One of the companies that is often discussed when it comes for its lack of customer centricity is discount airline Ryanair. It is clear that Ryanair does things differently than Southwest Airlines. The question is whether that is right or wrong.
Ryanair is a budget airline, and it makes no secret of it. If you want to fly from one place to another, there are few companies as competitively priced as Ryanair. Tickets are cheap and everything you want extra (e.g., extra luggage or a specific seat on the plane), you have to pay extra for. Ryanair also secures extra income from the sale of suitcases, insurance, mobile telephone subscriptions and rental cars.
Although Ryanair’s profits recently fell for the first time in five years, the company makes a profit that many other companies would be jealous of. The profit decline appears to be due to rising fuel prices, not a decline in passengers. On the contrary, the number of passengers who choose to fly with Ryanair continues to rise. Last year, more than 80 million people travelled with the price fighter.
How about the customer experience? Let’s look at what customers are saying. A survey of 20,000 Ryanair customers in 2012 shows that:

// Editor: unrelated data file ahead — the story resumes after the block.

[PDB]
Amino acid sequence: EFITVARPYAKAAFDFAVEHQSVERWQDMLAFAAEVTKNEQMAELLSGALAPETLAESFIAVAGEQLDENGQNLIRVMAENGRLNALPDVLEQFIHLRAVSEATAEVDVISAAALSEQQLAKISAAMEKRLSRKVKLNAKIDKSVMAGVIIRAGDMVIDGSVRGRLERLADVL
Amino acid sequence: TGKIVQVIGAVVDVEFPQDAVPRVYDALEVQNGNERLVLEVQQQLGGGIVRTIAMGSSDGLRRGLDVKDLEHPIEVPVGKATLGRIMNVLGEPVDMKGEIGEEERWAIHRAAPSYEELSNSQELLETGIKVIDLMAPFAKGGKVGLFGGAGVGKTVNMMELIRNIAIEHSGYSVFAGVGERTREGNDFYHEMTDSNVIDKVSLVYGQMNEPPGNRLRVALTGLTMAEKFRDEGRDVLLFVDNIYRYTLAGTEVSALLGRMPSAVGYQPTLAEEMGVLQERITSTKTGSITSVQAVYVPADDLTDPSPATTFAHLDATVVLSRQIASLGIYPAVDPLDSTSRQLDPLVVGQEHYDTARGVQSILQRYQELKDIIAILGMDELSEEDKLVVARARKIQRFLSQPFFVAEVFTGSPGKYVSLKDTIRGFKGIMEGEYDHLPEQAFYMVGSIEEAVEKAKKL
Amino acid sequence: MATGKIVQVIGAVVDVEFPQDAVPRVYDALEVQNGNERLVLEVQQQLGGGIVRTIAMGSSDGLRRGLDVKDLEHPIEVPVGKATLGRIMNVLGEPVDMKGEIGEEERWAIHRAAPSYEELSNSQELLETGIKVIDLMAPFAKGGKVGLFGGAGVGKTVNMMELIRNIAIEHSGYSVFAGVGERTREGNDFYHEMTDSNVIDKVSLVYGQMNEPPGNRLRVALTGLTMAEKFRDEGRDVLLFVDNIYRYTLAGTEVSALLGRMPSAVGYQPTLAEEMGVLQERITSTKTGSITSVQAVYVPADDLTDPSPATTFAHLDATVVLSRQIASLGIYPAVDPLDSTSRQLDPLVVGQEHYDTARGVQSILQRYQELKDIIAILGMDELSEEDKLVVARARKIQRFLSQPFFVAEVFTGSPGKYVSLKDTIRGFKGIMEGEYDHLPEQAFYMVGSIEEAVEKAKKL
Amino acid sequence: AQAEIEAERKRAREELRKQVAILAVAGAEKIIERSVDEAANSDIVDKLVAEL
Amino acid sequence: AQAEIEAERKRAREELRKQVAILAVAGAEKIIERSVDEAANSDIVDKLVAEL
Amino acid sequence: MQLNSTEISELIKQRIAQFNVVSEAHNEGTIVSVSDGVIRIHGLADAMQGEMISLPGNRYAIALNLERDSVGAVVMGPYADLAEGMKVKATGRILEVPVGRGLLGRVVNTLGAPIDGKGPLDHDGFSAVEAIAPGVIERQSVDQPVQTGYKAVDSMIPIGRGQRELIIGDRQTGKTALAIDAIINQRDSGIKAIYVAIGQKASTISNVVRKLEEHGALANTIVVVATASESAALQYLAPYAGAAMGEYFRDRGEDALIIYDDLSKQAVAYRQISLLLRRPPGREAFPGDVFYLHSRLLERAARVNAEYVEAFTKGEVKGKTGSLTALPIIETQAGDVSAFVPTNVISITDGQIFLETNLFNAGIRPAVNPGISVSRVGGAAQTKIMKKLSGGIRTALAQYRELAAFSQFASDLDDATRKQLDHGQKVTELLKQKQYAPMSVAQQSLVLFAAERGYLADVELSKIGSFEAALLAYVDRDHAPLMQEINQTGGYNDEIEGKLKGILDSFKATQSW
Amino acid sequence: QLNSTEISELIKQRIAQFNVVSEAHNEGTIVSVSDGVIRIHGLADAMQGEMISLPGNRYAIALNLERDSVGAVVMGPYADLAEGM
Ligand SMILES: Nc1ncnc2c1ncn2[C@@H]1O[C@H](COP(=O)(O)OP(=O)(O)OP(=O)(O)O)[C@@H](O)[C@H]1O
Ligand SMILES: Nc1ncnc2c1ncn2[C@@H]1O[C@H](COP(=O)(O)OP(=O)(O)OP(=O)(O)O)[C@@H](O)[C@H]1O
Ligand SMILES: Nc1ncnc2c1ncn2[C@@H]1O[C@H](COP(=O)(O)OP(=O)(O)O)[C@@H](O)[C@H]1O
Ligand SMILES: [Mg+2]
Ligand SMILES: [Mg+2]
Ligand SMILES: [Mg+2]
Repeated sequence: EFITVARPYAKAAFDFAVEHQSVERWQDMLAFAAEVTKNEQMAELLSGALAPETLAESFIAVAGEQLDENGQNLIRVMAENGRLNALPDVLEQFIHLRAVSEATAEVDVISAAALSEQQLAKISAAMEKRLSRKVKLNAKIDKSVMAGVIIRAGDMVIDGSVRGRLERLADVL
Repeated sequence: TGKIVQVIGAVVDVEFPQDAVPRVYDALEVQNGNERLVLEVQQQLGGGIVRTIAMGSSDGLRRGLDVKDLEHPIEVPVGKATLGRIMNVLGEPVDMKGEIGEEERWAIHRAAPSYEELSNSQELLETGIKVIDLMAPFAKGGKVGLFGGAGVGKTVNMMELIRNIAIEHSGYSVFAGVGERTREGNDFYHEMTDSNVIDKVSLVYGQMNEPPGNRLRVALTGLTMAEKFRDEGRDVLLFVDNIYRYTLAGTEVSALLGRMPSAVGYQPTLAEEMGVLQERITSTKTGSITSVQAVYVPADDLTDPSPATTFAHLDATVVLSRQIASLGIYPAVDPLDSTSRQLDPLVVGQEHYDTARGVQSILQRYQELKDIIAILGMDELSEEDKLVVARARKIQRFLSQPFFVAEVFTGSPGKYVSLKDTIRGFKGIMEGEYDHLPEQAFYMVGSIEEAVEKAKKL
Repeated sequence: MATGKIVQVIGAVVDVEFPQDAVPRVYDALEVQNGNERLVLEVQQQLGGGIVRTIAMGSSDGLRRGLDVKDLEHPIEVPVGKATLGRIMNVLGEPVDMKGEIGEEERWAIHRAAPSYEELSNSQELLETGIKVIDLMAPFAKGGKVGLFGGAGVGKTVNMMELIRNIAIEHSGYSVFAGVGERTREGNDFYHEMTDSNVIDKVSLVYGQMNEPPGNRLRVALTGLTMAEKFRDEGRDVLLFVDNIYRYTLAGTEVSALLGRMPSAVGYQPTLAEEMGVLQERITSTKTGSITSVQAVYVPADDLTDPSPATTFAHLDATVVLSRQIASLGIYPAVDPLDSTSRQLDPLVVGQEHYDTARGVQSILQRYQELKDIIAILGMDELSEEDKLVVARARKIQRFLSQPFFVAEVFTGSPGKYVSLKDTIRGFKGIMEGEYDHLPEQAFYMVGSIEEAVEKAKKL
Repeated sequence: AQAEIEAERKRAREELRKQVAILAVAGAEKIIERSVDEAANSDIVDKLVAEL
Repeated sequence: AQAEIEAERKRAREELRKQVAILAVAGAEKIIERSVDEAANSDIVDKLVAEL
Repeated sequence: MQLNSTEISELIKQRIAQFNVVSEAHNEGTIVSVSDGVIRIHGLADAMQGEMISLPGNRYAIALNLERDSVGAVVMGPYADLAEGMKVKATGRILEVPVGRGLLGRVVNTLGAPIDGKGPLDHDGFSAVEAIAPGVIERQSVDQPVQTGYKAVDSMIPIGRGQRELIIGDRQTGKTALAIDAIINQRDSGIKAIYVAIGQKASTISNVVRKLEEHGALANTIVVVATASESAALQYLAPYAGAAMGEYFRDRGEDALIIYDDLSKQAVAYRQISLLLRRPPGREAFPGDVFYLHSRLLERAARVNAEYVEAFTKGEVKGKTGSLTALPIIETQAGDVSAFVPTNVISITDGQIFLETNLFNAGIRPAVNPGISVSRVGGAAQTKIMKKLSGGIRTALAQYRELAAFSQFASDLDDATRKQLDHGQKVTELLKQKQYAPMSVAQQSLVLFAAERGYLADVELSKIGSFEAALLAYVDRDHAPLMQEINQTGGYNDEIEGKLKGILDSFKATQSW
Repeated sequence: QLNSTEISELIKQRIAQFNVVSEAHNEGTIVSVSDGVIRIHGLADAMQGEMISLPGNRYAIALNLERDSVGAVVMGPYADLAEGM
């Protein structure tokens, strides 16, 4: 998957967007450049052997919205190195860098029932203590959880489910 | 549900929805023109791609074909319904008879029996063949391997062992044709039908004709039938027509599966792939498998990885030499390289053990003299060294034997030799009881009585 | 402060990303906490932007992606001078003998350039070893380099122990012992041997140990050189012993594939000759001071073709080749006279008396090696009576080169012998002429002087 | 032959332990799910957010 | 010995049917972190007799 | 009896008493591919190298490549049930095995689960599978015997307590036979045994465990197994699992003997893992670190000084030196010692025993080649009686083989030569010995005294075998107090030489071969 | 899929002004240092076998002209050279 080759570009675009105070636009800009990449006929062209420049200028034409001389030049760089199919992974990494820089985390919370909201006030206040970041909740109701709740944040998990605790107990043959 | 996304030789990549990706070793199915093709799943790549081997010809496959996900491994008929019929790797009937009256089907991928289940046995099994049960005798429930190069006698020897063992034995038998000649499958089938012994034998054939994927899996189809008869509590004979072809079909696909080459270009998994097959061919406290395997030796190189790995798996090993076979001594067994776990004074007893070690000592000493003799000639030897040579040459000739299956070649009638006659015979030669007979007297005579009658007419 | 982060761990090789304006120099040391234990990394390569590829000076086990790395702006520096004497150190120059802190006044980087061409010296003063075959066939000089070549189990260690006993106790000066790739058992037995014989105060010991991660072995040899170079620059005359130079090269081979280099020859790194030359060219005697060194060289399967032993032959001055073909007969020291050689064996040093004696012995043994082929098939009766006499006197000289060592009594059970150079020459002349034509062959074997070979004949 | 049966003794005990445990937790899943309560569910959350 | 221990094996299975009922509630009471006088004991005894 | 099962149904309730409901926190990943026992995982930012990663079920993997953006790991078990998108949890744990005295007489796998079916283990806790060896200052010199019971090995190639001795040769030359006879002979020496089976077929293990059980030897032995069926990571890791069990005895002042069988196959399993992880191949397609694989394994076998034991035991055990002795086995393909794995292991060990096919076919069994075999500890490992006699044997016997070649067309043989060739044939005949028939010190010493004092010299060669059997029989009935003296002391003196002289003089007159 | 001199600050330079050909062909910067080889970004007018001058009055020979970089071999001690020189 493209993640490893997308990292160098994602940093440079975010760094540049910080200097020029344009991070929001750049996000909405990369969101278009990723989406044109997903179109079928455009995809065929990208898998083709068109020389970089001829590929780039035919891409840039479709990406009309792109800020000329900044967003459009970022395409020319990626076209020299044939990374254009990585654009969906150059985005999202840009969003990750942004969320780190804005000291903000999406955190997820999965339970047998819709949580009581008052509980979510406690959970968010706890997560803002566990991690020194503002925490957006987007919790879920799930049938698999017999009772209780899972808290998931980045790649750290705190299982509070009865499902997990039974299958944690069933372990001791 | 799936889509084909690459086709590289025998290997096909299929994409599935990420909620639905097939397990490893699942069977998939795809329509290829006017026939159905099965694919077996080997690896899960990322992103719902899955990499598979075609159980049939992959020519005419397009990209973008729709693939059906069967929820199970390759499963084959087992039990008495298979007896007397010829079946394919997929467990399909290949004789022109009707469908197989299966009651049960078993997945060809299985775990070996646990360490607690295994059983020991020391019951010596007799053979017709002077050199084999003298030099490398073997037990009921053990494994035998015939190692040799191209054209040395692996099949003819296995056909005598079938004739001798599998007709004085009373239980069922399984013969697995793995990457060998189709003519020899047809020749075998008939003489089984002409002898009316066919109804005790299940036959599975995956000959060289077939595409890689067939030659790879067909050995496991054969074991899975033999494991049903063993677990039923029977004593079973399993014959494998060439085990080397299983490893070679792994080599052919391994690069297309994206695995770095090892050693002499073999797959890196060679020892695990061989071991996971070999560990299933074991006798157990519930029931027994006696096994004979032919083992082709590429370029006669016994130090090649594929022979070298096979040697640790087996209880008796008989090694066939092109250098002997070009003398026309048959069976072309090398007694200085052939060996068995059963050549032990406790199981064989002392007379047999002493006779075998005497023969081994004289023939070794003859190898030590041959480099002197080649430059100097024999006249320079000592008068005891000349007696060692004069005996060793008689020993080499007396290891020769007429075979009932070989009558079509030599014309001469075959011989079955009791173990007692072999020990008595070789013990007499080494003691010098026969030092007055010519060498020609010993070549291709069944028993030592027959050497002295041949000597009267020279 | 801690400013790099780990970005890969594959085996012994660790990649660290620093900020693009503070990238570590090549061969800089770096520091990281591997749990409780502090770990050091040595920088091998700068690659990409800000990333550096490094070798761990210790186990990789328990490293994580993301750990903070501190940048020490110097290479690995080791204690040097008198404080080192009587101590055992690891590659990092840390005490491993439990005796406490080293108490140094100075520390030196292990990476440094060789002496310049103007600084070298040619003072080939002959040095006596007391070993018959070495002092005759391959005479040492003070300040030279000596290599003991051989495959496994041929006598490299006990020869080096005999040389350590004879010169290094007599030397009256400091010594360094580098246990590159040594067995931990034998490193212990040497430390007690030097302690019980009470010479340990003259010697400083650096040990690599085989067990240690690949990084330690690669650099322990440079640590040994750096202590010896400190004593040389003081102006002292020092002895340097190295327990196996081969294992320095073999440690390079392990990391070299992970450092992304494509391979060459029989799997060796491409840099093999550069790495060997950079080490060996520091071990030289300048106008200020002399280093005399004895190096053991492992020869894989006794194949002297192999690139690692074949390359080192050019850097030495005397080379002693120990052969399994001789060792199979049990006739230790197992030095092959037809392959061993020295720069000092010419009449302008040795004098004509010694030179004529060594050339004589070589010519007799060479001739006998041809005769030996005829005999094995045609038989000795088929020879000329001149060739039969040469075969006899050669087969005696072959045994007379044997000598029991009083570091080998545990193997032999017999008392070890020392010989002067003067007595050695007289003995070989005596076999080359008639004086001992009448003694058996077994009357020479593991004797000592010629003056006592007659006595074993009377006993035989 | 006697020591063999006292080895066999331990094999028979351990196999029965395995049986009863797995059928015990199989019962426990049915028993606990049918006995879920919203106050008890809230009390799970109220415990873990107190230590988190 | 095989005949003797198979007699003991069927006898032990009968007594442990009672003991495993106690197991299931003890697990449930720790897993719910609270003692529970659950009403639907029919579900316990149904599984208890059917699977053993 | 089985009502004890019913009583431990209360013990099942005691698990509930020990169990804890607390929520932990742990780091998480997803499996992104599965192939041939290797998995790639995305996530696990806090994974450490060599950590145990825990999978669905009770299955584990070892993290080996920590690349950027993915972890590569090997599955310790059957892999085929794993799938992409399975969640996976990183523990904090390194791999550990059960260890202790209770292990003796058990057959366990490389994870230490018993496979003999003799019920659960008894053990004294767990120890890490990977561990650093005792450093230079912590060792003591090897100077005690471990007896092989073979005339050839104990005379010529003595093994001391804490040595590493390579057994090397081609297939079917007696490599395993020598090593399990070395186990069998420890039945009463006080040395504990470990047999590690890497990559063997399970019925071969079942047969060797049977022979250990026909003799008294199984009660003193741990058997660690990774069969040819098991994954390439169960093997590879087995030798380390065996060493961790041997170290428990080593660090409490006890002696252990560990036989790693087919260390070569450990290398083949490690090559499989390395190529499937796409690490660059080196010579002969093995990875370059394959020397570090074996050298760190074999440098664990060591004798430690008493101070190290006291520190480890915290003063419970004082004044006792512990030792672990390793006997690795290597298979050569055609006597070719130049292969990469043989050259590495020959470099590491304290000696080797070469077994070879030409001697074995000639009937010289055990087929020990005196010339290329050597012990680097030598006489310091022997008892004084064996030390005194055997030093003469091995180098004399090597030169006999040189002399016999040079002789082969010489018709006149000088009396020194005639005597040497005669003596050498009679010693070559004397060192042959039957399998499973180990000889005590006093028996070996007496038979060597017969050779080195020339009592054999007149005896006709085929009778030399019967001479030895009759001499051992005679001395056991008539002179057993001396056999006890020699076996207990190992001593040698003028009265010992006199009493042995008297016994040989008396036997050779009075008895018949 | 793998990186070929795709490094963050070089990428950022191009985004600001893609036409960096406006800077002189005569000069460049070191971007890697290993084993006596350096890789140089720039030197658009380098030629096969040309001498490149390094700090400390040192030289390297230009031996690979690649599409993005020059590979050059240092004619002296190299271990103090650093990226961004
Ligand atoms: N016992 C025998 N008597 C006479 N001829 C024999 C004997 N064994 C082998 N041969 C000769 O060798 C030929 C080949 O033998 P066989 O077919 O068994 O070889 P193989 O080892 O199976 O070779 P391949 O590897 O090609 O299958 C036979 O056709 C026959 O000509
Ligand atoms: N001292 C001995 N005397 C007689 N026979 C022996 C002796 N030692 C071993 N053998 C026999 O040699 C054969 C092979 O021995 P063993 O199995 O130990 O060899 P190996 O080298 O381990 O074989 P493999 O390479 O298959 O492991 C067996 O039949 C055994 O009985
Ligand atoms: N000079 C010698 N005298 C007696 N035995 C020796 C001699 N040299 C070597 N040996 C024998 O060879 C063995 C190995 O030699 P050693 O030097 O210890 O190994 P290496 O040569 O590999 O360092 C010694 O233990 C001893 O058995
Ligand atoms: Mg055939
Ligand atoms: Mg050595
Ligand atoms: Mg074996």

1. 92% of customers say they will fly with Ryanair again
2. 87% say they will recommend Ryanair
3. 86% say they are satisfied with Ryanair
4. 92% say they get value for money.
These are compelling figures.
Ryanair’s success in passenger numbers, customer satisfaction and profitability can be explained by the clear choice of Ryanair’s main customer promise: a competitive price. The customer knows what to expect from Ryanair and, just as importantly, what not. This works. Ryanair may not be particularly kind to her customers. Ryanair may not pamper them. Ryanair may not surprise them with free extras. Ryanair may not excel in customer service. Ryanair excels in clarity at one point: price. Period. The figures show that many customers see the value and also appreciate it. Being more customer-centric is hardly possible.